As if we needed any more evidence, President Obama’s recent meeting with members of the Congressional Black Caucus revealed a deep-seated hostility toward the plight of struggling Historically Black Colleges and Universities (HBCUs).
According to Lauren Victoria Burke’s Black Caucus blog, CrewOf42.com, “President Obama was critical of Historically Black Colleges and Universities during a meeting with members of the Congressional Black Caucus this week according to several in attendance. The February 10 meeting was the first group gathering with the Black Caucus and the President since June 2013.”
It continued, “Several who attended the meeting indicated that President Obama felt that the focus of HBCU’s needs to be on the schools changing their ways of doing business rather [than] on changes in federal policy. Those who attended said he was specifically critical of graduation rates and loan policies. The President also spoke to CBC members on his free community college plan which some HBCU advocates believe will hurt HBCUs.”
Rep. Hank Johnson (D-Ga.), a graduate of Clark Atlanta University, told Burke, “He [Obama] said there were some HBCUs that were not good at graduating students and if they did not improve they’d have to go by the wayside. In other words he didn’t show much empathy for struggling HBCUs. It was like show me the numbers and if the numbers aren’t where they need to be, that’s it. It was a somewhat callous view of the unique niche HBCUs fill.”
Rep. Yvette Clarke (D-NY) said, “I was concerned about what the President said because it feeds into a narrative about the value of these institutions and whether they are [equipped] to educate our students and what the cost is for doing so.
“Many of these institutions have not had a maintenance of effort on the part of states or the federal government and over time that wears on their ability to maintain standards or even advance beyond a certain level. It was very clear that he doesn’t have the same level of appreciation for what these institutions have done and could do in the future given the right support systems.”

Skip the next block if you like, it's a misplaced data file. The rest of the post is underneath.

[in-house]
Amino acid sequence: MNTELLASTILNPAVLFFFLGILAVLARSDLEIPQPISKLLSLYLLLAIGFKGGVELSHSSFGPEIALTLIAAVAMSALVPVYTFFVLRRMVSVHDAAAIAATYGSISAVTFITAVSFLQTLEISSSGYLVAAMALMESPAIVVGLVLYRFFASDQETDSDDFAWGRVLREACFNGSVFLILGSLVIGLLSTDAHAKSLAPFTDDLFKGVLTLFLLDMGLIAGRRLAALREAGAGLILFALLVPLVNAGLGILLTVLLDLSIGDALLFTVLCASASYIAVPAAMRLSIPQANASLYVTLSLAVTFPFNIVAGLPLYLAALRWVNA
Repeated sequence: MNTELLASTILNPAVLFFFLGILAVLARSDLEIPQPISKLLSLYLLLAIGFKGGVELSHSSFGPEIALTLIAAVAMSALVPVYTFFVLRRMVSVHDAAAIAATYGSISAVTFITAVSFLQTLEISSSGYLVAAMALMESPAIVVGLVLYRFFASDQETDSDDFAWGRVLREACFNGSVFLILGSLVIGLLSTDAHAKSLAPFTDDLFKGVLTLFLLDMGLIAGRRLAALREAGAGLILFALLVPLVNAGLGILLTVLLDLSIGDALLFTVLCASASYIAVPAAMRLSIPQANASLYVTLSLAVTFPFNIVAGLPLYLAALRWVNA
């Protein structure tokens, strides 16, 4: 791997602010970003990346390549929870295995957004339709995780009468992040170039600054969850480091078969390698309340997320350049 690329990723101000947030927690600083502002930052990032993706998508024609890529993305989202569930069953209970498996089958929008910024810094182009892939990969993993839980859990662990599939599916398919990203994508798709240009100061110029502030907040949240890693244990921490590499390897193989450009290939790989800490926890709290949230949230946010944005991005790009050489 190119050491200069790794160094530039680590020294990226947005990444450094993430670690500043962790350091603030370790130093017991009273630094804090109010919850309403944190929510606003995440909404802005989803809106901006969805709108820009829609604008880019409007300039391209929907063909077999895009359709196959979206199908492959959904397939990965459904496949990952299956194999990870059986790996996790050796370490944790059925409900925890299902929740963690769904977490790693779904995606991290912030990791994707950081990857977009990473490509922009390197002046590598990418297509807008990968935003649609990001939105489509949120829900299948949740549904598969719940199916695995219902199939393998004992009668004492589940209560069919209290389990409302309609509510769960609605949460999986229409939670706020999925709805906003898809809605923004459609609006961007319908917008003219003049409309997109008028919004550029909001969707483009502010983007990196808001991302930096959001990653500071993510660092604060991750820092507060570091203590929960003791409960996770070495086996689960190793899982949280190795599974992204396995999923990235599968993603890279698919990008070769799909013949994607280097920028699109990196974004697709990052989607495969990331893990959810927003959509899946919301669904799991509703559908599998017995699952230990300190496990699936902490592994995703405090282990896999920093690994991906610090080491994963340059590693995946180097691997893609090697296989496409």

The blog quoted Rep. Jim Clyburn (D-S.C.), a graduate of South Carolina State University: “it’s for-profit schools where the graduation rate problem is – not HBCUs, the Parent PLUS loan stuff has to do with new rules on credit worthiness and I just think that in the discussion he mangled it.”
Rep. Bennie Thompson, a product of two HBCUs – Tougaloo College and Jackson State University – was quoted: “What we ought to be talking about is: If there are weaknesses at certain HBCUs what do we do to strengthen those institutions?”
Meanwhile, Hampton University President William R. Harvey, who has been chair of the White House Advisory Board on Historically Black Colleges and Universities since 2010, was highly critical of Obama’s approach to HBCUs.
In a speech at a meeting at NASA headquarters in Washington D.C. on Feb. 4, Harvey said, “I have to say that one of my biggest concerns or regrets is that we are not being used as the advisory board we are supposed to be. All this expertise – more than 150 years at the helm of HBCUs, decades as the heads of major philanthropic organizations, expertise in business, in fundraising and in public relations, connections on Wall Street, in the Ivy League and everywhere else. Yet, we are not consulted when it comes to policy changes and decisions impacting – in a major way – the institutions on whose behalf we are to advocate.
“It happened with Pell. It happened with Parent Plus. And, now it is happening with the new community college initiative.”
Harvey was also critical of Obama’s proposed college rating system and his plan to fund the first two years of education at community colleges.
“Many of my colleagues have called me to say that the ‘free tuition for public community college’ initiative could also be a death knell for many of our institutions…” Harvey said.
Judging by Harvey’s comments, many of the debacles could have been avoided if the White House had sought the advice of HBCU experts it had recruited as advisers.
An even stronger indictment was Harvey’s summary of what has happened to HBCUs under the nation’s first Black president.
He stated. “While we don’t know a lot, because a lot is not shared, we do know that federal support for HBCUs is showing an alarming downward trend. Over the last several years, all of the major Title IV programs had modifications and adjustments which make it much harder for HBCUs to get funding. We all know of the Parent PLUS debacle. These loans to our students are down. Pell grants to students at HBCUs are down. Direct loans to our students are down. Graduate subsidies have been eliminated. In addition to student support, overall support to Black colleges is down.”
That’s not a compliment for a president who says he wants to increase educational opportunities for all Americans.
George E. Curry, former editor-in-chief of Emerge magazine, is editor-in-chief of the National Newspaper Publishers Association News Service (NNPA.) He is a keynote speaker, moderator, and media coach. Curry can be reached through his Web site, www.georgecurry.com. You can also follow him at www.twitter.com/currygeorge and George E. Curry Fan Page on Facebook.